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Queen's University's new blood poisoning drug 'could save lives'

Published 02/09/2015

Sepsis is one of the biggest causes of death in hospital patients
Sepsis is one of the biggest causes of death in hospital patients

A revolutionary new drug to combat blood poisoning and organ damage could be life saving, scientists say.

Sepsis is one of the most frequent cause of death in hospitalised patients. It claims 37,000 lives in the UK every year and costs the NHS around £2.5 billion annually.

Researchers at Queen's University Belfast have developed a novel anti-inflammatory drug which could be trialled in patients in as little as two years.

Professor Danny McAuley said: "This is an exciting development and an excellent example of the potentially life-changing and life-saving impact of Queen's research."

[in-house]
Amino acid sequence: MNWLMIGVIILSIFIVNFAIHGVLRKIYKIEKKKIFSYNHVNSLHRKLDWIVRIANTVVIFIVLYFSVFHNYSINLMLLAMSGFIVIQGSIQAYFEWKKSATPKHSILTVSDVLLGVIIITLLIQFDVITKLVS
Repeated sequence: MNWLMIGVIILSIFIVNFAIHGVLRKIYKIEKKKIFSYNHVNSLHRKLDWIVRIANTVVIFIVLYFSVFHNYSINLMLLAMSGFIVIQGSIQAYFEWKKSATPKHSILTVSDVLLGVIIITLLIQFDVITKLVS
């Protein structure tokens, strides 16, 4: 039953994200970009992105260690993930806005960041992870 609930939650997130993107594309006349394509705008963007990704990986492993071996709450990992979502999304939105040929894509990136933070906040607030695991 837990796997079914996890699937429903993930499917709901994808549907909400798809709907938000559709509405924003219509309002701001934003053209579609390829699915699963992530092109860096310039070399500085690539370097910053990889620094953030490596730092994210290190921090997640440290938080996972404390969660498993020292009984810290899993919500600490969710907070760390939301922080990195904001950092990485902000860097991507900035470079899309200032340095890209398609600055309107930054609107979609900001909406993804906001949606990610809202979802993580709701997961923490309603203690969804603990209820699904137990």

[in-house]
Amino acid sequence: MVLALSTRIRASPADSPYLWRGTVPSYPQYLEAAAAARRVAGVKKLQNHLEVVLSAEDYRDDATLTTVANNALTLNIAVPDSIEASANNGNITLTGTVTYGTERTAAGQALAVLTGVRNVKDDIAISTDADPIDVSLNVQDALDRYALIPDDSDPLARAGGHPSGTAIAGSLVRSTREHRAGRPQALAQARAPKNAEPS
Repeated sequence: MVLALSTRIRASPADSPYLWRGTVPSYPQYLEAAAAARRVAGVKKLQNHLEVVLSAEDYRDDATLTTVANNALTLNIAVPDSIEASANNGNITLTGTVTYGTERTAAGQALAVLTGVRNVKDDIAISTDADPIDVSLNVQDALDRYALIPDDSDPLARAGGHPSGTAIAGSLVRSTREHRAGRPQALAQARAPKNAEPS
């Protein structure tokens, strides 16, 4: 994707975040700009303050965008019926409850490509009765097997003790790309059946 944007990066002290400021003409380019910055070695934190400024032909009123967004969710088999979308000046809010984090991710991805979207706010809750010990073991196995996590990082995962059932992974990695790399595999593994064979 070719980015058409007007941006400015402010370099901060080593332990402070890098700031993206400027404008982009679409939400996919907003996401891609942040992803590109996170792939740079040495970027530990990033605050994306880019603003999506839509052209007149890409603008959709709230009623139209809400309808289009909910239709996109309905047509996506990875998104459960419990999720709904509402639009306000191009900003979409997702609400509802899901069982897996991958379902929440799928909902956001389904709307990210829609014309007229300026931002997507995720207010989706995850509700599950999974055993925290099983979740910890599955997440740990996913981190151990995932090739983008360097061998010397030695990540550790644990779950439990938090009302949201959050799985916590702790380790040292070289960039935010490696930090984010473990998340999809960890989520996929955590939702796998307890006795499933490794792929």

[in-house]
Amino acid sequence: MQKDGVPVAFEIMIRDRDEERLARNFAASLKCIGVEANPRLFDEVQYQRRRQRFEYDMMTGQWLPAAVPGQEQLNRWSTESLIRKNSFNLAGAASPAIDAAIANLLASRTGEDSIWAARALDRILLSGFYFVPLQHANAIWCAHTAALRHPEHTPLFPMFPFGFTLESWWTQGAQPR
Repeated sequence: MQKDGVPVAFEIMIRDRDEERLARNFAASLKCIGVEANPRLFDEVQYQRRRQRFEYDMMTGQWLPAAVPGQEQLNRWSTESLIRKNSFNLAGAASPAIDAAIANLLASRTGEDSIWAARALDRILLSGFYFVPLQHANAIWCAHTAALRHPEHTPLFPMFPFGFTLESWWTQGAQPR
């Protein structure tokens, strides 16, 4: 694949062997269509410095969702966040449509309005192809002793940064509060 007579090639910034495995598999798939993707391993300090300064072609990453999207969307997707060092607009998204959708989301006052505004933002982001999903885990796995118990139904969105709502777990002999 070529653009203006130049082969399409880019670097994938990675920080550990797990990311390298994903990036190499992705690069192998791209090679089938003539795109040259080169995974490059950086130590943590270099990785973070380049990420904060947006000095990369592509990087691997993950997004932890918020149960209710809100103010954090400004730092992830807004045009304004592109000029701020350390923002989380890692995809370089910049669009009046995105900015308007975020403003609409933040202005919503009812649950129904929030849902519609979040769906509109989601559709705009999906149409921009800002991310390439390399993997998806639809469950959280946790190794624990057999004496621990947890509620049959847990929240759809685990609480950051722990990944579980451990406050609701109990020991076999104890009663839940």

There is no effective treatment for sepsis or its complication, Acute Respiratory Distress Syndrome (ARDS), Prof McAuley said.

There may be up to 45,000 cases of ARDS each year in the UK and Ireland, and up to 22,000 deaths.

The Queen's expert added: " There is a huge clinical need for a drug to fight the inflammation caused by sepsis and ARDS that causes so much damage to the body.

"Through this research, we are well on our way to developing that drug and, with the right funding and strategic partnerships, we could see it being trialled in patients in as little as two or three years."

Sepsis arises when the body's immune system goes into overdrive, setting off a series of reactions including widespread inflammation. This inflammation can lead to a significant decrease in blood pressure, which inhibits blood supply to vital organs and can lead to multiple organ failure.

Up to a quarter of patients with severe sepsis will develop ARDS, where the lungs cannot provide enough oxygen for the rest of the body, and up to half of these patients will die, researchers said.

Professor Chris Scott from Queen's School of Pharmacy added: "What we have developed is an anti-inflammatory nanoparticle - a microscopic particle that binds itself to cells called macrophages, which are often found at the site of an infection.

"We have found that this nanoparticle essentially blocks inflammation and interrupts the chain of reactions that lead to severe sepsis and ARDS."

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